Paying for UGC isn’t new. A senior editor recounted the following story from an earlier career moment: ``I remember a ferry disaster, and I phoned up the producer and said, ‘If you can find anybody who had a video camera
on board that ship, then buy the material.’ I said, ‘You need a contract from them because otherwise we don’t own the copyright, but the contract can be written on the back of a cigarette packet.”’ And while most people reiterated that very few uploaders want payment, there was also a sense that any disputes could be cleared up after the event. As one former producer admitted, “Actually the rule has always been, ‘We’ve always paid if it’s a good enough picture, so if it comes to that we’ll pay afterwards, after the event’.” Another producer from a broadcaster in another country said that they didn’t pay as a rule, explaining honestly, “It would just become cumbersome and unworkable.” Payment also seems to be culturally dependent. While producers from the United States, the United Kingdom, Australia, and Europe were adamant that requests for payment were rare, a producer working in Africa said, “When you do get content, it tends to be much more of a paid model where they are journalists. Even if they’re not in a steady job, they have an interest in this type of thing. It would be rare for a guy to just witness something, film it, upload it, and be happy for people to use it for free.” There are sites popping up in Africa encouraging people to photograph news events, and then offering small amounts of money for these pictures. Other journalists talked about the increasingly blurred line between citizen journalists and freelancers, and the ethical implications of that. A managing editor explained that more people are asking for money, because more licensing companies are willing to pay. He explained, “Now you’ll suddenly get, ‘Well so and so will pay me’ or ‘Somebody will pay me x.’ Well, fine, you’ll have to go to them because we won’t pay. You’re not trained, you’re not a journalist, you’re not a freelancer and you’re not someone we want to take responsibility for.”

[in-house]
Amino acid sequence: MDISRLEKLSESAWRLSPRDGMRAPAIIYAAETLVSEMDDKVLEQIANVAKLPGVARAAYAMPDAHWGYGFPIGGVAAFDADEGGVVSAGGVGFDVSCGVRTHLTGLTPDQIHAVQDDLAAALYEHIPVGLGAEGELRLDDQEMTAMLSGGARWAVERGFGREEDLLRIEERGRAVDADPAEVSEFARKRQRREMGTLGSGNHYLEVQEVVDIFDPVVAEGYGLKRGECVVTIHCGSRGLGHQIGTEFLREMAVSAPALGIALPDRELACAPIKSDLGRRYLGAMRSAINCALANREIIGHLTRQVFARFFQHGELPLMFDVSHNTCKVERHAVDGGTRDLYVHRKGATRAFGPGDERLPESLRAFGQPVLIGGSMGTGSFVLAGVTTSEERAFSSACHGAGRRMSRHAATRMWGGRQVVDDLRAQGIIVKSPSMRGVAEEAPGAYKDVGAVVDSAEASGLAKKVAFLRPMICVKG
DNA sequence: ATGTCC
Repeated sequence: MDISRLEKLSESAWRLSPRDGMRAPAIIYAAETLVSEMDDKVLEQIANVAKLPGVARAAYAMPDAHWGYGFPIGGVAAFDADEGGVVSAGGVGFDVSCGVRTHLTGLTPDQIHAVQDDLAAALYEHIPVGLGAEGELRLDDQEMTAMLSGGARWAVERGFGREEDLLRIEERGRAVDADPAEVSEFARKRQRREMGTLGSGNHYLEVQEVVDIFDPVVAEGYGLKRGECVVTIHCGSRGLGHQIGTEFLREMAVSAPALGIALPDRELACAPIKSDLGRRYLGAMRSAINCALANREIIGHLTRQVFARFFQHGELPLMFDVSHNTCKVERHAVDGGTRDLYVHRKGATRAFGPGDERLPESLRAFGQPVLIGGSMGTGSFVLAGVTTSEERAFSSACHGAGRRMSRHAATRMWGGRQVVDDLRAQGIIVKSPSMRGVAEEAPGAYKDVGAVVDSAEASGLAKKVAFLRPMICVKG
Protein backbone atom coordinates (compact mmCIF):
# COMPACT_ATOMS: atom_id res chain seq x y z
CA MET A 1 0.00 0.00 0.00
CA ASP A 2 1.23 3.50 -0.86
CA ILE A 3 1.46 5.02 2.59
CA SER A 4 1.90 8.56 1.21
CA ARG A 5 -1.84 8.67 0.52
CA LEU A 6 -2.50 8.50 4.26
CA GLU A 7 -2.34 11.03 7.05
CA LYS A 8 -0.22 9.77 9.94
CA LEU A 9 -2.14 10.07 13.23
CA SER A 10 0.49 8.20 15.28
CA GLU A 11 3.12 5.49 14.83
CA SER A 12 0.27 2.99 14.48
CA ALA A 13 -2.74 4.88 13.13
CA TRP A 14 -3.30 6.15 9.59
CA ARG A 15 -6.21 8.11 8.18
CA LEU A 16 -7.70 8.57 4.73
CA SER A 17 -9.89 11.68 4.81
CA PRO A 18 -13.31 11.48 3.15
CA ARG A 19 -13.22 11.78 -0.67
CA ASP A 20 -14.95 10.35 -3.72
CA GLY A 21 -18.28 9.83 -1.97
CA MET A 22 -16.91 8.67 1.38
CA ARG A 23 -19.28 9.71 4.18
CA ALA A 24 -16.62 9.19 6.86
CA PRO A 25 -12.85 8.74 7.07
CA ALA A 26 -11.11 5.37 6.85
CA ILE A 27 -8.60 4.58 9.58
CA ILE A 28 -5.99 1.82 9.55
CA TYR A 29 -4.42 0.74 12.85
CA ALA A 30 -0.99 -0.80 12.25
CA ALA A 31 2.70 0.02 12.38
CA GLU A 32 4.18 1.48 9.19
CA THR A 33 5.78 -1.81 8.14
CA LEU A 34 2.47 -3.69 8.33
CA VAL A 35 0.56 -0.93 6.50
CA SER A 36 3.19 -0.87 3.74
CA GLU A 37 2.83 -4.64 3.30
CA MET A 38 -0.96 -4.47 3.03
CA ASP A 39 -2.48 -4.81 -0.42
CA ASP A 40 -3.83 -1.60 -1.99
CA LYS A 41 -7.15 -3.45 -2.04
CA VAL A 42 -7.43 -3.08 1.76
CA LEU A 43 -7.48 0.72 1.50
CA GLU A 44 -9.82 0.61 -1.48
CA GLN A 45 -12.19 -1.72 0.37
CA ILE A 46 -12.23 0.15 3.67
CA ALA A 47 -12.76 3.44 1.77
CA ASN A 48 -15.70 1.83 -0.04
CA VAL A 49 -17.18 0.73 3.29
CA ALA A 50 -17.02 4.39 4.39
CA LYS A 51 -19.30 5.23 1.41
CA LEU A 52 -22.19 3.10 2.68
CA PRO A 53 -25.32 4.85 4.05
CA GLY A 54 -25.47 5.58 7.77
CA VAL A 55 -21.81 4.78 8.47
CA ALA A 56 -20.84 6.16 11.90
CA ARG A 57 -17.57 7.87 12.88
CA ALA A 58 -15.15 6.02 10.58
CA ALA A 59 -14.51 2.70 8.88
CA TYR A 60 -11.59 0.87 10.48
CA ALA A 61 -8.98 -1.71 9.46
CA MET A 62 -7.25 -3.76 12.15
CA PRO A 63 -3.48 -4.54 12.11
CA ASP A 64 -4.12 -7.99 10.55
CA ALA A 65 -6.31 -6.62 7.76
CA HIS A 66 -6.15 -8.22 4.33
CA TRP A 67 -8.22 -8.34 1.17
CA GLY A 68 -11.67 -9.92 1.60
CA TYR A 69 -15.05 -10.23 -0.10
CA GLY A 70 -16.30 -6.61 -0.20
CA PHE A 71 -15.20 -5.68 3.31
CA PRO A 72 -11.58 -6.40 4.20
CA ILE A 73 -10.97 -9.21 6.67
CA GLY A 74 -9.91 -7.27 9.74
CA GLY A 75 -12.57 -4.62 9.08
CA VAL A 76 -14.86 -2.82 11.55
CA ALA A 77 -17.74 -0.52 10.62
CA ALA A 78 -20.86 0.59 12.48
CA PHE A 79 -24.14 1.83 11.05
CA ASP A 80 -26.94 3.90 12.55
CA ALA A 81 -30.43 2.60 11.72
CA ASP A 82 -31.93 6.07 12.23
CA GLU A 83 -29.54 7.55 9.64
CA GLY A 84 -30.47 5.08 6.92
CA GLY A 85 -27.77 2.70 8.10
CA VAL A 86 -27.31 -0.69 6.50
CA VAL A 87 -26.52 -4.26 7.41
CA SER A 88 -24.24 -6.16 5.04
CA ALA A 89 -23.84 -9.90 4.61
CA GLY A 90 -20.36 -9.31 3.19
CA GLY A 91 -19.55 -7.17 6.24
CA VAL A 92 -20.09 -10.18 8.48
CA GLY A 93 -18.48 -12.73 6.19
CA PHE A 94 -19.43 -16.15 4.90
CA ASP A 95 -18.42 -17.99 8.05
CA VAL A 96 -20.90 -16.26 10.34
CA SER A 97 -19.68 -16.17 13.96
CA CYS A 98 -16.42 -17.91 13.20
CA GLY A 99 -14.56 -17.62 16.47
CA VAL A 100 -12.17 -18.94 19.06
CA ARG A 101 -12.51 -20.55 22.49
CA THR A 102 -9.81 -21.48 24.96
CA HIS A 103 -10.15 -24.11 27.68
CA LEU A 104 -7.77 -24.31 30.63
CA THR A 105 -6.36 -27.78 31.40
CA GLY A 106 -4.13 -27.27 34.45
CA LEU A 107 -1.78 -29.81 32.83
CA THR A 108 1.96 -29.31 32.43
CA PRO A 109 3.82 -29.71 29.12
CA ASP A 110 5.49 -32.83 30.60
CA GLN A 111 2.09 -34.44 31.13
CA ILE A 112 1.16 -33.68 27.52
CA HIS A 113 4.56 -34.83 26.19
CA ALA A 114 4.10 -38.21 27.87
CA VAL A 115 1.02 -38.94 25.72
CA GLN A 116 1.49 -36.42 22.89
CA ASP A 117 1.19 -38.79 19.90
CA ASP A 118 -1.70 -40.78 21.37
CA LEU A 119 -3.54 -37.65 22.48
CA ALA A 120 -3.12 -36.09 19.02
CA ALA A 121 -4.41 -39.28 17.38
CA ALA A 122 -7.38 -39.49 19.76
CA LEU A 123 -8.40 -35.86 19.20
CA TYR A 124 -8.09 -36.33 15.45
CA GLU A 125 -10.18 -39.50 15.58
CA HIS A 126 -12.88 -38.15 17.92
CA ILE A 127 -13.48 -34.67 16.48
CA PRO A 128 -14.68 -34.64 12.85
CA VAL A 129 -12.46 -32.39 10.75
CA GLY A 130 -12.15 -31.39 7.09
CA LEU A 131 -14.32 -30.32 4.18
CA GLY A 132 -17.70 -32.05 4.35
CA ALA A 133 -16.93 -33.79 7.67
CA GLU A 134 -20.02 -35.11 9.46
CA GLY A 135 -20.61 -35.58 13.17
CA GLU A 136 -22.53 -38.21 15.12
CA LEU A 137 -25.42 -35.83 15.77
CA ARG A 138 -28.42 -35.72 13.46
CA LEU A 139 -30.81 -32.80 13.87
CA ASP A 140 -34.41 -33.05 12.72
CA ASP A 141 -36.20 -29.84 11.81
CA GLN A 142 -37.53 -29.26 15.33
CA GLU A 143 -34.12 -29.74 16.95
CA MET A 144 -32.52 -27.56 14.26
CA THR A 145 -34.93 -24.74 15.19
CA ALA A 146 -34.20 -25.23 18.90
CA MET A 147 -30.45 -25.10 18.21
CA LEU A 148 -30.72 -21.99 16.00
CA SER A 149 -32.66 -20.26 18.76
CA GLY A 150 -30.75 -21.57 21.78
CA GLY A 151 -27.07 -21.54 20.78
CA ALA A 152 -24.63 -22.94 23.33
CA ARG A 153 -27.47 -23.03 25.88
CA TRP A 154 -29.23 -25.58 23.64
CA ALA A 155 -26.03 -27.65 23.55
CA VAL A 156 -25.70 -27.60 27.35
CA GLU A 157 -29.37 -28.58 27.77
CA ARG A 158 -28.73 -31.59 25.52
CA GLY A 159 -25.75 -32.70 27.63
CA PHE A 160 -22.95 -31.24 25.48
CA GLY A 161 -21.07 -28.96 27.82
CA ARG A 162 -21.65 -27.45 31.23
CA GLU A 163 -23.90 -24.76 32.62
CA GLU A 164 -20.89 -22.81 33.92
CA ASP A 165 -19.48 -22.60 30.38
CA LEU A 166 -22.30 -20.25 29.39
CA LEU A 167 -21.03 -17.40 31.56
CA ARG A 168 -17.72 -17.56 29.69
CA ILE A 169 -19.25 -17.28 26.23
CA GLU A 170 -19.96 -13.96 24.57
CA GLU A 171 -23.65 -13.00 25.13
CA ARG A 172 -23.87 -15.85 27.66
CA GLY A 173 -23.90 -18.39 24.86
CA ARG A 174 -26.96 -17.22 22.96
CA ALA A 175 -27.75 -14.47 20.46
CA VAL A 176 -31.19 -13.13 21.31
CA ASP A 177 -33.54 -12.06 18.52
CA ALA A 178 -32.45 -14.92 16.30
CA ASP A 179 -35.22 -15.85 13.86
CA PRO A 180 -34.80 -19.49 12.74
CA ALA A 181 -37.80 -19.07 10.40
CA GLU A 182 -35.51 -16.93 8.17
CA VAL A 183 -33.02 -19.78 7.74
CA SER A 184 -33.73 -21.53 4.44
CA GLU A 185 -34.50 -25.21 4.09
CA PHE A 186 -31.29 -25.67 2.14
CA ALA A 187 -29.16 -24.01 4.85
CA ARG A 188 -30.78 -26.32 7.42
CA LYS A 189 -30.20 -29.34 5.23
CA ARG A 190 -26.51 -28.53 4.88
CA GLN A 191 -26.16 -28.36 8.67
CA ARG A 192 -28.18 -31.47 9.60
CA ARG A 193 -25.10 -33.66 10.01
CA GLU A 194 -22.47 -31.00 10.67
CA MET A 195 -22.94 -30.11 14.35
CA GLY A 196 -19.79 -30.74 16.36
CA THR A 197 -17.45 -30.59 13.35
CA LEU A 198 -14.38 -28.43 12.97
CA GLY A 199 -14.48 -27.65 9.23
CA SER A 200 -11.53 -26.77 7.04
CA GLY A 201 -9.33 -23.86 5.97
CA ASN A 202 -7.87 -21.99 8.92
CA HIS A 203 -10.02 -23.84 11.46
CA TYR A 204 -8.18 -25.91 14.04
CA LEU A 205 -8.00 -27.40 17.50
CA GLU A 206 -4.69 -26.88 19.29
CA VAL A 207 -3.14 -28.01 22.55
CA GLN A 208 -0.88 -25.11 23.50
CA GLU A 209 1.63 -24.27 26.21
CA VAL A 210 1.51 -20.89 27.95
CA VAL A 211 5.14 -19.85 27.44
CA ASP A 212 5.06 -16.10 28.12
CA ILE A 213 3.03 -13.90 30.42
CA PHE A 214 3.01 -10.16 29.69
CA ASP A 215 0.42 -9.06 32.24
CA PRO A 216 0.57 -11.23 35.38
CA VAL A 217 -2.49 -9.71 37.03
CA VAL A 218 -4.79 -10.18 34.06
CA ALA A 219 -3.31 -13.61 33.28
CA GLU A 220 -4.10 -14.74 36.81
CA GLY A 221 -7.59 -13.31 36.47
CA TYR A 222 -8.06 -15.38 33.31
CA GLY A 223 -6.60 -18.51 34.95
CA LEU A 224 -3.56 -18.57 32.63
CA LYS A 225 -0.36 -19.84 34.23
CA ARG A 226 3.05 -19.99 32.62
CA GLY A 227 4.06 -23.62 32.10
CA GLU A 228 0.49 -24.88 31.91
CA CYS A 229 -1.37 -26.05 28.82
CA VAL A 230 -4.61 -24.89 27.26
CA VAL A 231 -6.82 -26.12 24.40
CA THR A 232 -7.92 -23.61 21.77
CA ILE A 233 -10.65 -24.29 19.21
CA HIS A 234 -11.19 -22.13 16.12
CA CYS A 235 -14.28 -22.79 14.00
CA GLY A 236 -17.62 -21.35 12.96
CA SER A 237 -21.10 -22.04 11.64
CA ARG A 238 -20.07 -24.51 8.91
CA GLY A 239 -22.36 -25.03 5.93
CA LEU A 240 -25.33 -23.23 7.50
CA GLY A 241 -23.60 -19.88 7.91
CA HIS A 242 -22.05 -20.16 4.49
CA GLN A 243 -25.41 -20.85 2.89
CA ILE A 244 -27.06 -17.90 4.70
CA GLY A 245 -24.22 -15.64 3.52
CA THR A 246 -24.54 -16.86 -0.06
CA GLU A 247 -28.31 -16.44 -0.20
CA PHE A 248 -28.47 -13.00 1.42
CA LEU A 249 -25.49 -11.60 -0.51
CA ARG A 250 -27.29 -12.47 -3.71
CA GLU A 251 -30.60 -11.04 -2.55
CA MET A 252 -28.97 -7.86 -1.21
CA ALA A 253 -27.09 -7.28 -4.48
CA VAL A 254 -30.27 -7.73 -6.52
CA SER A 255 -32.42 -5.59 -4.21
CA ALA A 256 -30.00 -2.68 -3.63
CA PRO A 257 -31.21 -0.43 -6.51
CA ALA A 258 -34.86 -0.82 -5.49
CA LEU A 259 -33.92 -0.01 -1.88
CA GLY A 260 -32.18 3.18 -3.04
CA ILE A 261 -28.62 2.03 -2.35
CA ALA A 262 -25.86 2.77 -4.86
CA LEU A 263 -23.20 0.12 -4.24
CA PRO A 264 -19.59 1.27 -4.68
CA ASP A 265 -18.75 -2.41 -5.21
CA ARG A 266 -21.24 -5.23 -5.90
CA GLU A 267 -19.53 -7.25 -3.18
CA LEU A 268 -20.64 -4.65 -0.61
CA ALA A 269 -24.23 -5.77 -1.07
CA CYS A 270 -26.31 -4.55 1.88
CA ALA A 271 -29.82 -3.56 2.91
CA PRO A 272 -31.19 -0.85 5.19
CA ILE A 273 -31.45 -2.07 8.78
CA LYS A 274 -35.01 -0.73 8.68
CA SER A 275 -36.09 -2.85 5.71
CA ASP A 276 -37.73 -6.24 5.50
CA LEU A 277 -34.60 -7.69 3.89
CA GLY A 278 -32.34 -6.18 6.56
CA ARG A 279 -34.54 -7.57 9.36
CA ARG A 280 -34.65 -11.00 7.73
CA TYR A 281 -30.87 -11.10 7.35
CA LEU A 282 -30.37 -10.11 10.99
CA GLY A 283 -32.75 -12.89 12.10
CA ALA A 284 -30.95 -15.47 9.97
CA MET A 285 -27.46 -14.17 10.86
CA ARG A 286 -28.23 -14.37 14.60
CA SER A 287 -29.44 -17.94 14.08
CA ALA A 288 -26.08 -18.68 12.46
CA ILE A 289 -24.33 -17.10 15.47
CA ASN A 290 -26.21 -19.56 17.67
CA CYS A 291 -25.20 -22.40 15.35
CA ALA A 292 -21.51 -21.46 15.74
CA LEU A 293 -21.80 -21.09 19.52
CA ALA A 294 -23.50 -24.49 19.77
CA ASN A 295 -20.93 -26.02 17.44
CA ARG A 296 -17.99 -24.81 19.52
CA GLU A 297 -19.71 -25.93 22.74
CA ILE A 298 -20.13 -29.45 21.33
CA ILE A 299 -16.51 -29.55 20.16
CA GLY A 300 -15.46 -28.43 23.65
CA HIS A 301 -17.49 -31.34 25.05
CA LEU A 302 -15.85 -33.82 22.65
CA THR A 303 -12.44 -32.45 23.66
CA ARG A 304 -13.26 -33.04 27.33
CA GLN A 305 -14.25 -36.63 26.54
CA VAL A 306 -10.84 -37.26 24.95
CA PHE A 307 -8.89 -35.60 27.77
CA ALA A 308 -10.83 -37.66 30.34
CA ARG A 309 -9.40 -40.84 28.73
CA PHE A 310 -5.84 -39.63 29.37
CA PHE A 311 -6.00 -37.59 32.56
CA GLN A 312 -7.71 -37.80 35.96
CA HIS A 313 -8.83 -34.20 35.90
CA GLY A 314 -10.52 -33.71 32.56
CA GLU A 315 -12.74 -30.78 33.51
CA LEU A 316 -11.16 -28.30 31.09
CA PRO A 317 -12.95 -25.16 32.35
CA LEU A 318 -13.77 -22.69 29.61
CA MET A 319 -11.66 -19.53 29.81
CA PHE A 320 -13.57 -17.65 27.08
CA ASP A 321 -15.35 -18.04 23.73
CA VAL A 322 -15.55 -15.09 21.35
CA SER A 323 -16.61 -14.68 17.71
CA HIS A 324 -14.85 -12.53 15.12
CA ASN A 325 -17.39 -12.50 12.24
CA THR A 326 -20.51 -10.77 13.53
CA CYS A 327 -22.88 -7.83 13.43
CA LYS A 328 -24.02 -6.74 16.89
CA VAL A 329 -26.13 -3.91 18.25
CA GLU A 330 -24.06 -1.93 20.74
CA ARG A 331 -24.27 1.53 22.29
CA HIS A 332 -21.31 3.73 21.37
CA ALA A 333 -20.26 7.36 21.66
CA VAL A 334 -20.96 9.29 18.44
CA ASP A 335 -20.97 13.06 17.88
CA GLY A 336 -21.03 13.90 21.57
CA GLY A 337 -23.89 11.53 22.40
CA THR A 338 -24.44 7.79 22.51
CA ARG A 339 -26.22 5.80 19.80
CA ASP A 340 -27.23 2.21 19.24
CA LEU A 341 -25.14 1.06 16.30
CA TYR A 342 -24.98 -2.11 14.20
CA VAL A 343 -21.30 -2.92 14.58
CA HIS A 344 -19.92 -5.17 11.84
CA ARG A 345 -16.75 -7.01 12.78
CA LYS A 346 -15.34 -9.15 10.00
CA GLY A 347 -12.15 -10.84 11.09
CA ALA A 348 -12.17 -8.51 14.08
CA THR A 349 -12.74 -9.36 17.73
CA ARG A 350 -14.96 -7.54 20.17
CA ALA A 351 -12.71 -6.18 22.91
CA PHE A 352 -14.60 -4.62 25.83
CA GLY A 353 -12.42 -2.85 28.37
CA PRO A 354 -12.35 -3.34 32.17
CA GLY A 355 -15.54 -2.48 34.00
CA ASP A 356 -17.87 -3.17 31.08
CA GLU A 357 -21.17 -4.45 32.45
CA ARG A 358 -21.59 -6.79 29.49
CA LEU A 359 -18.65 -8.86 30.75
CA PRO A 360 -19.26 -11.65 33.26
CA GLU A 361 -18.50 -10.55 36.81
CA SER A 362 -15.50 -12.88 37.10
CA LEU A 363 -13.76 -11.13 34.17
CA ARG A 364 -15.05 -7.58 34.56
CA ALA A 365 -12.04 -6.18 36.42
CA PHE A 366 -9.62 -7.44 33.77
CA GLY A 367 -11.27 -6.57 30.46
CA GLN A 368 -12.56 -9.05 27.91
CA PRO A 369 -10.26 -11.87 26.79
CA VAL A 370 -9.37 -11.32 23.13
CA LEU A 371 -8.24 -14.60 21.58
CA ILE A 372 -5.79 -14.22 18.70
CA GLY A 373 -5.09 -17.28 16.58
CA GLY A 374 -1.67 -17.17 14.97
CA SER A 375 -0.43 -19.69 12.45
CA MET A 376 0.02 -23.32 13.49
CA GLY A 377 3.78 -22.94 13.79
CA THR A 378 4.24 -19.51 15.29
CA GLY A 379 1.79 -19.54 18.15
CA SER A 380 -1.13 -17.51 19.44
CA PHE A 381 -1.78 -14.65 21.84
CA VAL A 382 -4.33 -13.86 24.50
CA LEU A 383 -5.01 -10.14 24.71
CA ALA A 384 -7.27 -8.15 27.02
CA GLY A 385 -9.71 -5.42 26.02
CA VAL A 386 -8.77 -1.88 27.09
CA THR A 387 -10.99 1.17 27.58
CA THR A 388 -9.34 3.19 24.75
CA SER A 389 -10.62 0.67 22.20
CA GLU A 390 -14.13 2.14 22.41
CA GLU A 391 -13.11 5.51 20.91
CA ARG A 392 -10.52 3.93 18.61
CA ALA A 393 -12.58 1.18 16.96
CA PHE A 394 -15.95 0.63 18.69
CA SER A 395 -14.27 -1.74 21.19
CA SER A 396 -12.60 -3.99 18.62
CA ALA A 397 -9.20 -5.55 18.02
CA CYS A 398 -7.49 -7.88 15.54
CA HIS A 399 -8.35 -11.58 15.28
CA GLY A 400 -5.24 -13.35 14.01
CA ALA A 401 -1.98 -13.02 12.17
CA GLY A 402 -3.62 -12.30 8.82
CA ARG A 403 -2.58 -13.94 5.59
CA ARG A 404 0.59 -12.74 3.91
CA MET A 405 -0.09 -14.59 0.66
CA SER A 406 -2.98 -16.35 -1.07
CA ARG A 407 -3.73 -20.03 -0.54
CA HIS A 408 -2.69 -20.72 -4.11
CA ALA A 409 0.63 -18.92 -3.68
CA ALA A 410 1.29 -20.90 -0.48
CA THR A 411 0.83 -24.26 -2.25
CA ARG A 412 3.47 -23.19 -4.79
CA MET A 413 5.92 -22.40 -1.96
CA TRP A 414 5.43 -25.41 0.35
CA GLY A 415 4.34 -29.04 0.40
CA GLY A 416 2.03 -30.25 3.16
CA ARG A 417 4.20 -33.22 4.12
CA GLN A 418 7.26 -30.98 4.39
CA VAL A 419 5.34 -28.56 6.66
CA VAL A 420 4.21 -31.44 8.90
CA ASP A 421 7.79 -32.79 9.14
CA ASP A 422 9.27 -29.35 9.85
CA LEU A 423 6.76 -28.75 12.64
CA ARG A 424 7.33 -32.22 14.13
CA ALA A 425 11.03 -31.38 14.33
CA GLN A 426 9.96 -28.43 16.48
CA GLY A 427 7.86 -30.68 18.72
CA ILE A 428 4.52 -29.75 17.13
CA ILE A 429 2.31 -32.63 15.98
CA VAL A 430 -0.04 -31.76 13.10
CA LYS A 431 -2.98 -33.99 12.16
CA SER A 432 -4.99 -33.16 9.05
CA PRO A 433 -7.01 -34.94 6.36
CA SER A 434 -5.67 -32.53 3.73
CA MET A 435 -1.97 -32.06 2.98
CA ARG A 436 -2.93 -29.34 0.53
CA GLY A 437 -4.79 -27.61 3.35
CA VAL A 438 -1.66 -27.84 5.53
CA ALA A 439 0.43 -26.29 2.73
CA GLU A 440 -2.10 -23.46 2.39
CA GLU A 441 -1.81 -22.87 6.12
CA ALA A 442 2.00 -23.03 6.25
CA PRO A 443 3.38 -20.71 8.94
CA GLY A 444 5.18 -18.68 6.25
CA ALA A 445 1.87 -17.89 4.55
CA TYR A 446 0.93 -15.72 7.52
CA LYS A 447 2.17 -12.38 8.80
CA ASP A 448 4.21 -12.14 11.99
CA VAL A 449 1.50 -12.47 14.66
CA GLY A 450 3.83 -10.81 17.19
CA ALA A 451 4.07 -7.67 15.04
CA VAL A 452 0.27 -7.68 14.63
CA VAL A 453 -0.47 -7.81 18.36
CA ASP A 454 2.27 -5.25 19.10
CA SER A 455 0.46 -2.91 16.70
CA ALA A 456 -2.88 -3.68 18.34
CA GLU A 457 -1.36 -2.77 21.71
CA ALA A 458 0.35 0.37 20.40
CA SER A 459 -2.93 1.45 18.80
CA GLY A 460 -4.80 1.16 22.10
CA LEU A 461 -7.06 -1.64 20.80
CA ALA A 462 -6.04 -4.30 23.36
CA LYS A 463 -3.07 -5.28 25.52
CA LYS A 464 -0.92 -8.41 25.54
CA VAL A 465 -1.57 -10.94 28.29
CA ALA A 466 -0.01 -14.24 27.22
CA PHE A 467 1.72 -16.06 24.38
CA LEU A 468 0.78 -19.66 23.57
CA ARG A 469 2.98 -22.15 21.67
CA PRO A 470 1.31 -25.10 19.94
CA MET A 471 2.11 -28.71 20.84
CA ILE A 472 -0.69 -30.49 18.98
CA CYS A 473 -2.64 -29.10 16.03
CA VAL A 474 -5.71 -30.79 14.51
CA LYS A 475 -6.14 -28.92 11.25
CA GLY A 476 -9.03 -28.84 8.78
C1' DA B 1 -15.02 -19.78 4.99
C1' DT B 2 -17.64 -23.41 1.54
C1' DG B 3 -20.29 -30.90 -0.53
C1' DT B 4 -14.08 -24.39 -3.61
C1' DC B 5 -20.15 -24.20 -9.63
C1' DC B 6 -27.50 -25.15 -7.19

A foreign editor also talked about the increasing number of people who are traveling to Syria and then upon return get in contact with news organizations. “They get in touch with us and say, ‘I went in somewhere, you didn’t commission us, we’re out again and here’s what we’ve got.’ Now, those are still user-generated, but they are trying to make money out of that usergenerated content.” Editors discussed their serious concern about taking this type of content because of the precedent it sets for freelancers who are putting themselves in increasingly dangerous situations.